German police have arrested a 19-year-old man in Heilbronn, Germany on suspicion of hacking German politicians and celebrities.
The arrest follows tip-offs on social media.
A large data breach was reported on Friday involving hundreds of high-profile victims and gigabytes of data. It was released throughout the month of December on social media in an ‘advent calendar’ teaser style campaign.
In a further new development, German officials have admitted that they were aware of the data breach in early December, weeks before they disclosed the attacks to the police and politicians. Politicians have expressed anger that they were not informed of the attacks sooner, but the Federal Office for Information Security (BSI) said it had worked with affected politicians from the early days, adding that it had also taken time to understand the full extent of the breach.
At the same time, the race is on to attribute the attacks with some pundits opting for the "usual suspects" approach and naming the Russians as the antagonist while the interior minister of the German state of Bavaria believes it is just a single culprit.
In an interview with Bild, Bavaria’s interior minister Joachim Herrmann, a member of the CSU party, said that the attack did not come from a foreign intelligence service. "There are many indications that this is a single hacker," he said.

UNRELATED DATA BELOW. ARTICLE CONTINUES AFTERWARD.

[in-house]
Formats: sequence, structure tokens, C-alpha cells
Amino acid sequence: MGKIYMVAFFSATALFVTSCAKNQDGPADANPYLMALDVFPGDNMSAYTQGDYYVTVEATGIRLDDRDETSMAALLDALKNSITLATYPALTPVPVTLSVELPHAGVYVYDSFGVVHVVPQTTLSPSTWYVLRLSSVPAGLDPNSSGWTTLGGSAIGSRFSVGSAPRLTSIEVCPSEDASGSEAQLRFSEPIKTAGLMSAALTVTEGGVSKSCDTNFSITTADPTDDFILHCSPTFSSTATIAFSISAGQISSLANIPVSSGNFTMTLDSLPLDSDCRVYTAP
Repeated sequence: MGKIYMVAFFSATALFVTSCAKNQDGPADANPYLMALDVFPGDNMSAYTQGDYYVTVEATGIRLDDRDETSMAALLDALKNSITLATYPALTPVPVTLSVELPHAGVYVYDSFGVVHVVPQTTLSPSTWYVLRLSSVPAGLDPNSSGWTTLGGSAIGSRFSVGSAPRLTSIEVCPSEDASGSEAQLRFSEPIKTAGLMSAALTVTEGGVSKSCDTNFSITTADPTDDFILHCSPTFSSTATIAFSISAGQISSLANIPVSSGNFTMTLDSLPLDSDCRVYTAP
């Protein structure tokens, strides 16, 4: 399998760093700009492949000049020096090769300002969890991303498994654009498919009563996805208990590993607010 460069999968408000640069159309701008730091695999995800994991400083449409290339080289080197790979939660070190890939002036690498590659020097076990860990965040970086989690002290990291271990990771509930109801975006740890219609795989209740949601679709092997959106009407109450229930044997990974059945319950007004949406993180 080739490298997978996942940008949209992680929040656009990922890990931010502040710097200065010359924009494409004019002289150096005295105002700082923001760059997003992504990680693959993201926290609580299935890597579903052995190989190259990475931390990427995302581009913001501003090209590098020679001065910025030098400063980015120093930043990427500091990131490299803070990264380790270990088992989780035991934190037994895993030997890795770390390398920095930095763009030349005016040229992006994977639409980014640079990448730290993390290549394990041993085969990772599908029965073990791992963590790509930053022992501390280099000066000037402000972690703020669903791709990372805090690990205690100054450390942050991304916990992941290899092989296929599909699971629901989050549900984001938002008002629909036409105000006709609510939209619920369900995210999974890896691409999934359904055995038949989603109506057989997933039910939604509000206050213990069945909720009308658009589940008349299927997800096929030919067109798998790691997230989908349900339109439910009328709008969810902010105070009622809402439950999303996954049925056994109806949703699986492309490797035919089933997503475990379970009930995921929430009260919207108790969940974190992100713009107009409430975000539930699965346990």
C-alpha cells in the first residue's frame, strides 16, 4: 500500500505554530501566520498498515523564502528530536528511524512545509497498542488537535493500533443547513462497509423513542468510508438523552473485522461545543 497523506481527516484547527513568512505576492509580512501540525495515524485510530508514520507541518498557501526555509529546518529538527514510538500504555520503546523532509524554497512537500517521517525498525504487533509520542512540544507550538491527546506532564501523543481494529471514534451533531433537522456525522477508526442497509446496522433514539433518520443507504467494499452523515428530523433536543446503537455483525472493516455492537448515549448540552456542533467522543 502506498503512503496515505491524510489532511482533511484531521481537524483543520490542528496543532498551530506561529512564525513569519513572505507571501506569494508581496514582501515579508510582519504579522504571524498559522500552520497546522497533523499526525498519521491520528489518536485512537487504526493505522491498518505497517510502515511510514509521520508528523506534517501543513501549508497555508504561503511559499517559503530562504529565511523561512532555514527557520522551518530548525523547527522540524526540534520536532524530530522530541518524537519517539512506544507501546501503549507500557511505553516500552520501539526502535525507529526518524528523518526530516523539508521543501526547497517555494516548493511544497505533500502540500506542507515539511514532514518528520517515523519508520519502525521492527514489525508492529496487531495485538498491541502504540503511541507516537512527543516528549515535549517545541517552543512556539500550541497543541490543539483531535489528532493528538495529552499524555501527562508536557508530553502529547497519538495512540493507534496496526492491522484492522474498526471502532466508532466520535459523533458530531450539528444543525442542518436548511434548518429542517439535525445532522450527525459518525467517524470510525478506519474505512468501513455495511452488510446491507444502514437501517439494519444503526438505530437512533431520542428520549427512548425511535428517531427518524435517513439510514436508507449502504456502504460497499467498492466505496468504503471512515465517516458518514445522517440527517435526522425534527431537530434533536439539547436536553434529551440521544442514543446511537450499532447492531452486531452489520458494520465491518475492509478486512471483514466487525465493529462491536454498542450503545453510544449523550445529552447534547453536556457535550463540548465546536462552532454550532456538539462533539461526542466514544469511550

Bild said that the suspect, identified only as ‘Jan S.’, is 19 years old and works in the IT sector. He is said to be cooperative but is denying any involvement in the attack.
Herrmann said prosecutors should take a harder line against hackers in general. "We have a loose view of some hackers, as if it were a kind of popular sport. No, these are criminals and they must be prosecuted as well," he said.
But Herrmann was also critical of the BSI’s slow response. "I was amazed how this was communicated. That was surprising. The Federal Office for Security in Information Technology (BSI) has to explain what information it had when – and what had been done," he said.
Federal interior minister Horst Seehofer, a member of the CSU party, plans to meet with the president of the BSI Arne Schönbohm and the president of the Federal Criminal Police Office (BKA) Holger Münch.
Schönbohm has defended the BSI, saying it was only responsible for defending government networks which were not breached. Indications are that the attacker was able to breach private communication networks and services for which the BSI only provides advisory support. The BSI warned ahead of the 2017 national elections that data held on social networks and cloud services was not well encrypted, if encrypted at all, leaving it vulnerable to attack.
A working breakfast in spring 2017 held by the BSI to help parliamentarians secure their data was not well attended, the BSI indicated.